BEIRUT: Defense counsel questioned the accuracy of cellular coverage maps at the Special Tribunal for Lebanon Monday. The maps related to an attribution report linking accused suspect Assad Sabra to a cellular device allegedly used to organize the 2005 assassination of former Prime Minister Rafik Hariri.
Defense counsel David Young – representing the interests of Sabra – questioned prosecution analyst Andrew Donaldson on why coverage maps were not routinely used in court cases in the U.K., where both Donaldson and Young are from.
“In my experience in the U.K., it is because [coverage maps] are not provided to the police,” Donaldson responded. Young immediately lambasted his answer.
“Is that really your evidence?” he asked. “Are you suggesting that these very suggestive maps in a serious organized crime are not used in court because no one hands it over to police?”
The defense counsel then drew upon his own knowledge to inform the chamber that coverage maps are normally rejected in U.K. courts due to their lack of precision. Using this information, he continued to criticize Donaldson’s testimony.
Donaldson has testified before the Trial Chamber over several months and has authored several cellular attribution reports relating to the four indicted suspects in the case.
“I accept that they are rarely used, it is in very rare instances in which this material is actually handed over,” Donaldson said. “I recall you asked for my experience, and that [is mine].”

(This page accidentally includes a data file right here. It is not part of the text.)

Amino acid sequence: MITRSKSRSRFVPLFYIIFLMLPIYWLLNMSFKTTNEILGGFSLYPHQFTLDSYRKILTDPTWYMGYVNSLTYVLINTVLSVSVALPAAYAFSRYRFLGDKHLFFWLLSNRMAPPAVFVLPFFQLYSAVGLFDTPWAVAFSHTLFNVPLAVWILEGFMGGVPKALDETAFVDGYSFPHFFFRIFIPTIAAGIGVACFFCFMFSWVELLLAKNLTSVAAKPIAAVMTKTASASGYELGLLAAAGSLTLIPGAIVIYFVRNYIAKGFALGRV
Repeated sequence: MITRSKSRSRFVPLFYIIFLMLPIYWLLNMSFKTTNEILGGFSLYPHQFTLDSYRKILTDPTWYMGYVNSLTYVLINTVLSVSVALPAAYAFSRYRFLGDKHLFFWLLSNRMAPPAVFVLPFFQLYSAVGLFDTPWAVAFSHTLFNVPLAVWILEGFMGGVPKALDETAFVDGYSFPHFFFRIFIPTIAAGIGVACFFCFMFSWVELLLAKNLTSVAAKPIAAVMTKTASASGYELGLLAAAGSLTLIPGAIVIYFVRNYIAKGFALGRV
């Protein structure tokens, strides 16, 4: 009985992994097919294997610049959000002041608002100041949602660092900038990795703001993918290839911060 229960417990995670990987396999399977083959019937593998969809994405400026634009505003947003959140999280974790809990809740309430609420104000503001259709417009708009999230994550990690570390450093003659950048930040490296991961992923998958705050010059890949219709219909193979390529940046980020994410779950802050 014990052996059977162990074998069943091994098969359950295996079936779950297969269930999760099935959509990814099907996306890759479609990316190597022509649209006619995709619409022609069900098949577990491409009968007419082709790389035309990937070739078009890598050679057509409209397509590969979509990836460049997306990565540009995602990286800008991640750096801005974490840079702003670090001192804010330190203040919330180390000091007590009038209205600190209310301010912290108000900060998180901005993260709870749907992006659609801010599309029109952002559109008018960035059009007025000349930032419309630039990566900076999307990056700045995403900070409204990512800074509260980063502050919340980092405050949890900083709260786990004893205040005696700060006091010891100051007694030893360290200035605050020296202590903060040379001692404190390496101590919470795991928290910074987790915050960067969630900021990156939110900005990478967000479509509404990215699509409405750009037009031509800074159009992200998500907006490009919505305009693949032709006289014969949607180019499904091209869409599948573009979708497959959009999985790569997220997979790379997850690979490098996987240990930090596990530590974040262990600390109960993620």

“I am sure I’m not in the habit of making jokes in front of the Trial Chamber,” he added.
Following a bout on the semantics of Young’s questions, the prosecution analyst agreed that coverage maps were not wholly accurate or reliable. Nonetheless, he argued, it did not mean they were useless.
“I certainly accept that they don’t provide a complete and totally accurate photo [of a situation] but I believe they ... are one of the better indicators we have,” Donaldson said. As an example, he named a U.K. court case in which the residence of a murderer was found with the aid of a “predictive hotspot” – a location with internet access.
According to data previously brought to the attention of the trial chamber, the margin of error in accuracy throughout Beirut’s southern suburbs ranges in some cases up to 40 percent. The area has been heavily cited by the prosecution as the place where all the indicted suspects lived in the years leading up to the 2005 bombing.
“If there is a margin of error of 30 to 40 percent ... you can’t be too precise about the communications data, can you?” Young said. “I’m putting a simple point [forward] that your figures over that period ... [may be inaccurate],” he added.
The argument raised by the defense at Monday’s abbreviated hearing of the STL is not uncommon.
In order to debunk the prosecution’s case, which relies heavily on cellular data to tie the defendants to the assassination conspiracy, the defense has long interrogated the validity of the data.
The STL resumes Tuesday.